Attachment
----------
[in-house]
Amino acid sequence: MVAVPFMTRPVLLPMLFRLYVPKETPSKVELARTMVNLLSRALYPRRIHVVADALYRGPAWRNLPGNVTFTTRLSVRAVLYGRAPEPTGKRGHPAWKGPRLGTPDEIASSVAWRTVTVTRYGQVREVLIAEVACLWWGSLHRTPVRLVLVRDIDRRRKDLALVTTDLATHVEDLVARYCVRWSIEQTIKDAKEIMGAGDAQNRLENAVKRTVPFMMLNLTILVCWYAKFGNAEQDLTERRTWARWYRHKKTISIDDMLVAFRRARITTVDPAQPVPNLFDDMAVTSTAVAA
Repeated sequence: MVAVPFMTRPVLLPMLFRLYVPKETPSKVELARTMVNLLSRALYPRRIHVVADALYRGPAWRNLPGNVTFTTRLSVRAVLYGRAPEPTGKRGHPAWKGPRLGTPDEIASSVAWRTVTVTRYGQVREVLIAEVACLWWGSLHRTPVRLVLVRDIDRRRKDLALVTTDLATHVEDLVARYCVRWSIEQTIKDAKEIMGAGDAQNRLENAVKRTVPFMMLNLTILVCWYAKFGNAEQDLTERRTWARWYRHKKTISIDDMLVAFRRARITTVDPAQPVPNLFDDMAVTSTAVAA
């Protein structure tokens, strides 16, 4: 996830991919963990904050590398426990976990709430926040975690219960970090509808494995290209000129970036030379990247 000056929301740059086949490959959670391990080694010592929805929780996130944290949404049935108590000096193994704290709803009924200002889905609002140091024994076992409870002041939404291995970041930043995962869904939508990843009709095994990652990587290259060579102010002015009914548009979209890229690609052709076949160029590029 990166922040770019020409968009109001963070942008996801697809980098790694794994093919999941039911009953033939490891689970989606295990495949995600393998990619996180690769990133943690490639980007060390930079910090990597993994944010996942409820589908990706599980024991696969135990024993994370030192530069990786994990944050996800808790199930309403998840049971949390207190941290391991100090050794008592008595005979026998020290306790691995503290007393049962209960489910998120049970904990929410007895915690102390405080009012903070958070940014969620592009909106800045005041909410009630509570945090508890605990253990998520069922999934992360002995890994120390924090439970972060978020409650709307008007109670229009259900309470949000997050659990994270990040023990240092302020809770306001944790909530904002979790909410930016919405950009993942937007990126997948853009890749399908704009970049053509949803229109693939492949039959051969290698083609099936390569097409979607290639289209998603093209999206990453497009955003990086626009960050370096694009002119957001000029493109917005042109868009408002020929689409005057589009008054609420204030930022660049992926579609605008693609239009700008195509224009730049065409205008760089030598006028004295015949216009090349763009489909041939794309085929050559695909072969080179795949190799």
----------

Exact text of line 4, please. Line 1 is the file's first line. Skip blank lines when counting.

């Protein structure tokens, strides 16, 4: 996830991919963990904050590398426990976990709430926040975690219960970090509808494995290209000129970036030379990247 000056929301740059086949490959959670391990080694010592929805929780996130944290949404049935108590000096193994704290709803009924200002889905609002140091024994076992409870002041939404291995970041930043995962869904939508990843009709095994990652990587290259060579102010002015009914548009979209890229690609052709076949160029590029 990166922040770019020409968009109001963070942008996801697809980098790694794994093919999941039911009953033939490891689970989606295990495949995600393998990619996180690769990133943690490639980007060390930079910090990597993994944010996942409820589908990706599980024991696969135990024993994370030192530069990786994990944050996800808790199930309403998840049971949390207190941290391991100090050794008592008595005979026998020290306790691995503290007393049962209960489910998120049970904990929410007895915690102390405080009012903070958070940014969620592009909106800045005041909410009630509570945090508890605990253990998520069922999934992360002995890994120390924090439970972060978020409650709307008007109670229009259900309470949000997050659990994270990040023990240092302020809770306001944790909530904002979790909410930016919405950009993942937007990126997948853009890749399908704009970049053509949803229109693939492949039959051969290698083609099936390569097409979607290639289209998603093209999206990453497009955003990086626009960050370096694009002119957001000029493109917005042109868009408002020929689409005057589009008054609420204030930022660049992926579609605008693609239009700008195509224009730049065409205008760089030598006028004295015949216009090349763009489909041939794309085929050559695909072969080179795949190799």